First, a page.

CastleStorm Review. OLE!
Developer: Zen Studios
Players: 1 - 2 Co-op/Competitive
Platform: Xbox 360
Genre: Tower Defense, Brawling
CastleStorm, developed by Zen Studios, is an interesting blend of tower defense, physics based destruction and side scrolling brawling action. The primary goal, in most cases, is to defend your castle while also completing a set objective. While this objective most often consists of destroying the enemies castle, there are a variety of other objectives which do a fine job of keeping things from getting boring too quick. No matter the objective, however, all of this is achieved through the use of a ballista fixed atop the gate to your castle, magical spells, and a variety of soldiers which can be summoned to the battlefield.
Upon entering the campaign, the first thing that the player will come across is a menu which allows them to set the difficulty, choose a castle, and upgrade pretty much everything. They must choose 5 projectiles, 5 spells, 5 soldier types, and any number of desired bonus rooms.
Upgrades are purchased via the use of in game coins which are earned by completing objectives, killing enemy troops and destroying the enemy castle. These upgrades, while they do not transform anything, will raise the stats of projectiles, magic, and soldiers as well as increase any bonus' received from the various rooms which can be placed within your castle. It is impossible to acquire all of these upgrades on one play-through, but this adds quite a bit of replay-ability for those want to build the most formidable forces. All upgrades, of course, are persistent through all play-throughs.
In addition, players are given a choice of 16 castles, which will be unlocked as they play through the campaign, as well a castle editing tool. While it may be safe to choose any of these 16 unlock-able castles, one of the more interesting parts of the game is actually building the ones own castle. Players can choose any desired barracks for the various soldiers and rooms which grant various bonus' such as faster food generation, stronger walls, and shorter cool-down times. Destruction of castles is handled well, though is very simplistic and is pretty much the 'Angry Birds' style of destruction, which isn't really a bad thing. There is a good bit of fun to be had here by any player who wants to build an army capable of pushing through any defense, withstanding any attack.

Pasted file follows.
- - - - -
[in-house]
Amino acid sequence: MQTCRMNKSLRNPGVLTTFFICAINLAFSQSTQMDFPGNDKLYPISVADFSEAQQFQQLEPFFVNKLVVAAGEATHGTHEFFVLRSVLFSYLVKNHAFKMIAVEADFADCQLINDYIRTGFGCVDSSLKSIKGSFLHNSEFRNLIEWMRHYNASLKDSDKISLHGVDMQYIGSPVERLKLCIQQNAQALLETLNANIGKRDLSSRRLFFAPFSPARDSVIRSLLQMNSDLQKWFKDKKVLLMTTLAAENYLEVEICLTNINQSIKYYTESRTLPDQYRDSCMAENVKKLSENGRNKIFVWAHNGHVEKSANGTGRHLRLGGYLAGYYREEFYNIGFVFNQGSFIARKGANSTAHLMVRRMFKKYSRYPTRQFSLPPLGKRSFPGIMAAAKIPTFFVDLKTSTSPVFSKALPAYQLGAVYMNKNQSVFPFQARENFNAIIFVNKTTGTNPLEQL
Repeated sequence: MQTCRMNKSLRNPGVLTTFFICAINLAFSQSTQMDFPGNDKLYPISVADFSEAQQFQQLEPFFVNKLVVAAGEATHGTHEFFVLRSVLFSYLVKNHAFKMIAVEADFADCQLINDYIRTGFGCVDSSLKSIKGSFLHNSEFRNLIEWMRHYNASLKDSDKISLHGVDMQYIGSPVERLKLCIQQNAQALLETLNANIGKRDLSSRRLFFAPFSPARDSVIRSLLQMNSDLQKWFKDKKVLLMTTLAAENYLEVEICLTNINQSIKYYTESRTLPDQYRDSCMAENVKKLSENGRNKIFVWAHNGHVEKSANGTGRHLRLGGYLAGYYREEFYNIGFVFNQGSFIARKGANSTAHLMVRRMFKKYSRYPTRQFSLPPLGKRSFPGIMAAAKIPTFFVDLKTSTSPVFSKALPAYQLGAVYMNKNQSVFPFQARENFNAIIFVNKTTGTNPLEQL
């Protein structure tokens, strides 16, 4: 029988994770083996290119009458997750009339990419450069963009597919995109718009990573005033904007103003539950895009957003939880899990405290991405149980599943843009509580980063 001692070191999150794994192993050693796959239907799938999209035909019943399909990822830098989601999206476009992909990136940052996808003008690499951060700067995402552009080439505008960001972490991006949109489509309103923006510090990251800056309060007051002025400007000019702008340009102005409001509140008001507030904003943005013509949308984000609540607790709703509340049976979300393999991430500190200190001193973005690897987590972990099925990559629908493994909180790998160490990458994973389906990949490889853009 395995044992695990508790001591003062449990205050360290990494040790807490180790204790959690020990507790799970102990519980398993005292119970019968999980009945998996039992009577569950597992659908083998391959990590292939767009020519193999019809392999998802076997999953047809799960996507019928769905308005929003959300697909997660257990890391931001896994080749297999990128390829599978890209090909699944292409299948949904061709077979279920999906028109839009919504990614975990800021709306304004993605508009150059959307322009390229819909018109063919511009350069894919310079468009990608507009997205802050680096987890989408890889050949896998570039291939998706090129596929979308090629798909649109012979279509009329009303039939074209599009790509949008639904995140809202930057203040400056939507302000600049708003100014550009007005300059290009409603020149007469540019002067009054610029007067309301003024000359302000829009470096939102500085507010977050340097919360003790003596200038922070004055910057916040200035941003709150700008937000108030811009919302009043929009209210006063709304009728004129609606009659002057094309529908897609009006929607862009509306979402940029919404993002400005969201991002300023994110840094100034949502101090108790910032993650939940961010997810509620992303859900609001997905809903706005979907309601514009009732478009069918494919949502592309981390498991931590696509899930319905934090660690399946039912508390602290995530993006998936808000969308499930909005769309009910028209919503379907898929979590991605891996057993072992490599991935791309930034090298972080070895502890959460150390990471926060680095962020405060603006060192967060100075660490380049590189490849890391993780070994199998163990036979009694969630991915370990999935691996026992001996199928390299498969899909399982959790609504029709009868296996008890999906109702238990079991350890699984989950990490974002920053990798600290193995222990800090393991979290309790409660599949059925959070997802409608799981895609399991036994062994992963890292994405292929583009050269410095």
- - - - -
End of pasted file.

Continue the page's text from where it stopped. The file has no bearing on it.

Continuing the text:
The most important source of the players offensive and defensive capabilities is the ballista. Using this ballista, players can fire a wide variety of projectiles to kill enemy soldiers or destroy the opposing castle. These projectiles range from a simple javelin which is best used for picking off foot soldiers, to a 'tri-stone' which, when activated, splits into 3 parts and is absolutely devastating when it comes to tearing down castle walls, all of which have a cool-down period which varies based on their effectiveness. There is even a sheep that blasts through enemy fortifications when activated, leaving a rainbow behind it, but has a much longer cool-down period. All of these projectiles use the same firing arc, keeping the game from becoming unduly difficult, but restricting what could have been an interesting multi-player mechanic. Overall, the ballista is what players will find themselves using most of the time when it comes to pretty much anything.
Even the most effective weapons are not without their faults, however. The problem with the ballista is that when fired in rapid succession, the aiming arc disappears completely. At that point, players must rely solely upon the arc of the last shot you fired and adjust accordingly, which isn't the most accurate process. This could, perhaps, be viewed as a good thing since it encourages the player to take their time while using the ballista, even being removed all together on the hardest difficulty. However, firing too fast does NOT decrease the accuracy of the weapon, it simply removes the aiming arc. If it's going to be there on lower difficulties to assist the player, why bother taking it away when less experienced players need it most?
One of the more useless tools at the players disposal is their magic. While one might think that something like the 'Heavenly Sword', which deals significant damage to an enemy, or the 'Holy Shield', which protects a friendly soldier for a time, would often come in handy, they simply don't. The ballista is just too powerful a tool if upgraded properly. If there is one spell which does come in handy on the rare occasion, outside of the multi-player, it is the 'Guardian Spirit'. This spell summons an angelic knight to sweep across the field and deal massive amounts of damage all enemies, killing all but the most powerful of them.